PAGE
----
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NickW
2009-Oct-12, 04:57 AM
Say I was in a perfect orbit around earth (say the altitude is 300km) and i threw something in the direction of travel, would that object just change orbit change in apogee and perigee or would it slowly spiral outward?

I ask because I am having a hard time understanding orbital mechanics.

01101001
2009-Oct-12, 05:08 AM
Say I was in a perfect orbit around earth (say the altitude is 300km) and i threw something in the direction of travel, would that object just change orbit change in apogee and perigee or would it slowly spiral outward?

It wouldn't spiral outward without constant acceleration.

Perfect circular orbit? Your briefly accelerated object would just go into a different orbit, a slightly less circular one.

As would you and your craft, for the equal and opposite force you experience as the thrower.

Ken G
2009-Oct-12, 05:12 AM
That is true, indeed both the object you threw, and yourself, would return over and over to the exact same spot where you launched the object (though not at the same time, the object you threw forward would take a little longer to return than you would). That's because of Kepler's laws, which say that if the only force acting is gravity, then no matter what the velocity is at some point (assuming it is not enough to escape altogether), the orbit must be an ellipse. That's a closed curve that returns over and over to the same point.

Tobin Dax
2009-Oct-12, 05:14 AM
Additionally, the position where you throw the ball would be perigee for the ball's new orbit (since it speeds up) and apogee for your new orbit (since you slow down).

Jeff Root
2009-Oct-12, 05:19 AM
This was asked in a thread at the end of August, just over a month ago.
My detailed answer was in post #14:

http://www.bautforum.com/1563559-post14.html

-- Jeff, in Minneapolis

NickW
2009-Oct-12, 05:28 AM
Thank you, Jeff. Your link really helped me visualize what is happening.

ETA: Sorry for not seeing the past conversation which you explained this.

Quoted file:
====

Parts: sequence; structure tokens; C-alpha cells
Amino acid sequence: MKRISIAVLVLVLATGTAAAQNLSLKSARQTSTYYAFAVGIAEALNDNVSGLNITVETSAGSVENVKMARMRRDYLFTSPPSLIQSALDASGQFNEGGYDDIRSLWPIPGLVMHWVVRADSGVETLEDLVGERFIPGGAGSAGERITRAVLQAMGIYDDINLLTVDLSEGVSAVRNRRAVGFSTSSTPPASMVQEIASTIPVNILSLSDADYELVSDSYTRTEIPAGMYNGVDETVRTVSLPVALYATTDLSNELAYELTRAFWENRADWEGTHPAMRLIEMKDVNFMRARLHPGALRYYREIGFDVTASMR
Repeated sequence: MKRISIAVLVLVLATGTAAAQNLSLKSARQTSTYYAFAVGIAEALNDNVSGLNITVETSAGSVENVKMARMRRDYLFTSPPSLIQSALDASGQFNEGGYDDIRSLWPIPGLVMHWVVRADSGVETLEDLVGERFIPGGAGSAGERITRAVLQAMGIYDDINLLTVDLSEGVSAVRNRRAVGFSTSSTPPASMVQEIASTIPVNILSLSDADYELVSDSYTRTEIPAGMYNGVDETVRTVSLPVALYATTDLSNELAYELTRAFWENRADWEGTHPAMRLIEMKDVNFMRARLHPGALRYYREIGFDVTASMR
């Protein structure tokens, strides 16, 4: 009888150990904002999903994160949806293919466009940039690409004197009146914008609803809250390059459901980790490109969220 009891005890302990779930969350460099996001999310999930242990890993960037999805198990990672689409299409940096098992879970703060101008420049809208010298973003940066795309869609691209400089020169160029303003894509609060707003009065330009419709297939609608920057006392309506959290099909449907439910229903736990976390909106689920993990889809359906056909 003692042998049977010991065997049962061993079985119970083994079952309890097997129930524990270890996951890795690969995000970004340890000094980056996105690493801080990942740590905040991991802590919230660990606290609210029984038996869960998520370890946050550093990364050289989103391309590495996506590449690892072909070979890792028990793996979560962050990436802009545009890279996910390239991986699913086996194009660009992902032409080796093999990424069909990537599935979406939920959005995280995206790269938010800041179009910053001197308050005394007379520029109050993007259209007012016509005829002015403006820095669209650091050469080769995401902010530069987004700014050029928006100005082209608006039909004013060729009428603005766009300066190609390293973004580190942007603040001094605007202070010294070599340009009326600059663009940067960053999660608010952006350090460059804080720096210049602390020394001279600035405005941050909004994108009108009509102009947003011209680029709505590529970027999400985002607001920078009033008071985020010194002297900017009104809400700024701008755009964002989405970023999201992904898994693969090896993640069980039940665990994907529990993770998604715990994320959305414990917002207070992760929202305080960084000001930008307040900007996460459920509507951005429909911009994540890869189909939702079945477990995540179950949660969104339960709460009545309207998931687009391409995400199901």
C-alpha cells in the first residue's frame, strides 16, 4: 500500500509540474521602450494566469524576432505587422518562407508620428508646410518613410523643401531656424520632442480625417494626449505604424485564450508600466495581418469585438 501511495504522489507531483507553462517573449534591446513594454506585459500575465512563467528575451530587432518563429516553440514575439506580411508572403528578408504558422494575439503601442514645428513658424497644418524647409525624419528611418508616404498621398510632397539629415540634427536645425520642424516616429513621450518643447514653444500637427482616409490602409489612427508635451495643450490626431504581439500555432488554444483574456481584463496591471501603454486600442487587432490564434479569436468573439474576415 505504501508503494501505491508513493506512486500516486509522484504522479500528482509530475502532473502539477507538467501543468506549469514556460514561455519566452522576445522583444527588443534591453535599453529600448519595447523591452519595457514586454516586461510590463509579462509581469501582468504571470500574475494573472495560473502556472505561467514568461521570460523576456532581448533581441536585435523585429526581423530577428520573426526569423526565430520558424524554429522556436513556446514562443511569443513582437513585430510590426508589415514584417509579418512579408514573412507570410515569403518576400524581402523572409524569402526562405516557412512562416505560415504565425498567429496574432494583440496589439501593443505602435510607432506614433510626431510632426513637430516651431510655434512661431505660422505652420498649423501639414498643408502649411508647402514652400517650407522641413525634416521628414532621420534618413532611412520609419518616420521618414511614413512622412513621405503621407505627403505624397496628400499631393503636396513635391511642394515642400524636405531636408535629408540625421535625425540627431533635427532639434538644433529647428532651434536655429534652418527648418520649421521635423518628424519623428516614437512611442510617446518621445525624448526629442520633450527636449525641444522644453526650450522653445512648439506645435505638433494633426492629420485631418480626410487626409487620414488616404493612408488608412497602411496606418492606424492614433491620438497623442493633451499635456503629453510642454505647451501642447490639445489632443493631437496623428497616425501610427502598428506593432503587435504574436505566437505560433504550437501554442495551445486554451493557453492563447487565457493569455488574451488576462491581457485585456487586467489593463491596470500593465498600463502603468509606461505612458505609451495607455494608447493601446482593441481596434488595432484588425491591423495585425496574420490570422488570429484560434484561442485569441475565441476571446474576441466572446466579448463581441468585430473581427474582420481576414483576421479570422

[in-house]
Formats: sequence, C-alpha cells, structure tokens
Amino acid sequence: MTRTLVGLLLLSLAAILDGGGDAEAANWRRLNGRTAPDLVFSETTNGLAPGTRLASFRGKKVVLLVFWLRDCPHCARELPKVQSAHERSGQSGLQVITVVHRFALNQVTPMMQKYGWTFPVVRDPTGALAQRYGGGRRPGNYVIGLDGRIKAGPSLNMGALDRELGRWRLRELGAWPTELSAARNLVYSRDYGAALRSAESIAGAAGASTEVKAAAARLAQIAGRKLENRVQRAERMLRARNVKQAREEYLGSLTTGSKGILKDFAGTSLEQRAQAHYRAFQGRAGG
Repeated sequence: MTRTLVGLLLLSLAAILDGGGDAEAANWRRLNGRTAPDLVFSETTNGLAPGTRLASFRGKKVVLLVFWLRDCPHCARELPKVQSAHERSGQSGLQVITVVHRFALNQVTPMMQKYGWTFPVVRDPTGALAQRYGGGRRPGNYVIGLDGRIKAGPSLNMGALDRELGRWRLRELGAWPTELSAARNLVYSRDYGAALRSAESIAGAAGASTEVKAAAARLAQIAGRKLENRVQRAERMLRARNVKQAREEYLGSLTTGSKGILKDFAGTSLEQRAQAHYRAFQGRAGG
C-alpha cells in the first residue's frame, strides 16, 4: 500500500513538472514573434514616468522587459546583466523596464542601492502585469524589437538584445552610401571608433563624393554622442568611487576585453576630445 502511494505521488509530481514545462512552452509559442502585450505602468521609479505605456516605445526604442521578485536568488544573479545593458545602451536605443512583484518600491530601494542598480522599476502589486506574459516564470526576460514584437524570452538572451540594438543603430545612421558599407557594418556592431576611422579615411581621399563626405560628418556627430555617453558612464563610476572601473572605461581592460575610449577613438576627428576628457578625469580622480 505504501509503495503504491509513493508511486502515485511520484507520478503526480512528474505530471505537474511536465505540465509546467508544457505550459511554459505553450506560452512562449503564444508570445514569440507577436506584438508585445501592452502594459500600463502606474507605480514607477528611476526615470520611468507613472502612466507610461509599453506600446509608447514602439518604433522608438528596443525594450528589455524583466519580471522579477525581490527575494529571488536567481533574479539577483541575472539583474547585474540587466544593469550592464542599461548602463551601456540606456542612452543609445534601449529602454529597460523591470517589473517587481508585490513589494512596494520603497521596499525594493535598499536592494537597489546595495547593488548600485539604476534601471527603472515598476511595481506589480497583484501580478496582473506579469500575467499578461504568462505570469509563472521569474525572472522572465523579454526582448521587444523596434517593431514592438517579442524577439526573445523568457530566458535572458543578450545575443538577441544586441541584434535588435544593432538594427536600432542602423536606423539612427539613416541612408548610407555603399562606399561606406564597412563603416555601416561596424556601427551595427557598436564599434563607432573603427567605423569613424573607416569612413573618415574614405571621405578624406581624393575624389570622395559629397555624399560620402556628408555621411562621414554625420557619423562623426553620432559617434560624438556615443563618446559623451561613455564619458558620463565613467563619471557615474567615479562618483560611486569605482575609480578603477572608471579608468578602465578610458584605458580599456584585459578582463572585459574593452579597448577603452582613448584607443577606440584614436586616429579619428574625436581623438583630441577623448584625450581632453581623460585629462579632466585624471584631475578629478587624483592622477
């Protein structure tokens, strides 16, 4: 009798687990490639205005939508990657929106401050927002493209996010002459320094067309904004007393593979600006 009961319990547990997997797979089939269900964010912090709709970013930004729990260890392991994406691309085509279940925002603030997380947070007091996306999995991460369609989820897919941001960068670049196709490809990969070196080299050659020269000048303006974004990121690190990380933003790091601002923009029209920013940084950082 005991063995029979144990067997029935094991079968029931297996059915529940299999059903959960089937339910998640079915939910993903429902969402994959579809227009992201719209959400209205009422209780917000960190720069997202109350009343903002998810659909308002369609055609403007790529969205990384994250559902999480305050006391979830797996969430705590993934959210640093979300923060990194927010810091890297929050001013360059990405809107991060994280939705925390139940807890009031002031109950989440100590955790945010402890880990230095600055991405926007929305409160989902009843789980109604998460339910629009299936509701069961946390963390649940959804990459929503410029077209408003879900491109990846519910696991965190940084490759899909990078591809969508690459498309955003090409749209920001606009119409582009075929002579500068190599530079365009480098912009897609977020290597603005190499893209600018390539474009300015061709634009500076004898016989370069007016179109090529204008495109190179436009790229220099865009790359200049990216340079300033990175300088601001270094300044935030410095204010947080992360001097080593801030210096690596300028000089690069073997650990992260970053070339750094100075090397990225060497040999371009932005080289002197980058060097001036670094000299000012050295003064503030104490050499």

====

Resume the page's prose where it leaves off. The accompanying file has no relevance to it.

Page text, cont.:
mugaliens
2009-Oct-13, 12:27 AM
Say I was in a perfect orbit around earth (say the altitude is 300km) and i threw something in the direction of travel, would that object just change orbit change in apogee and perigee or would it slowly spiral outward?

Yes, it would result in a change in perigee and apogee, regardless of the original orbit.

2552
2009-Oct-13, 01:00 PM
Actually, only the apogee would change, the perigee would stay the same. The animation on wikipedia's Orbit page may help you understand:

http://en.wikipedia.org/wiki/Orbit#Understanding_orbits

zenbudda
2009-Oct-13, 04:53 PM
2552,

thanks for that link. i have actually played those gravity games like http://www.bigideafun.com/penguins/arcade/spaced_penguin/ where you launch objects through space filled with large objects (planets, moons, suns etc). you have to pick the correct velocity and trajectory to land your object (in the case of space penguin, it's a penguin) in a target. interesting/fun stuff.

cjameshuff
2009-Oct-13, 10:14 PM
Actually, only the apogee would change, the perigee would stay the same. The animation on wikipedia's Orbit page may help you understand:

This is true if it is thrown in the direction of motion relative to the planet, and if it starts out in a circular orbit or at perigee of an elliptical one. Throwing an object in other directions, from other orbits or from other positions in an elliptical orbit, will lead to variations in perigee, apogee, and/or inclination.

Tobin Dax
2009-Oct-13, 11:47 PM
This is true if it is thrown in the direction of motion relative to the planet, and if it starts out in a circular orbit or at perigee of an elliptical one.
[Bold mine.]
That does seem to be the case that the OP is asking about.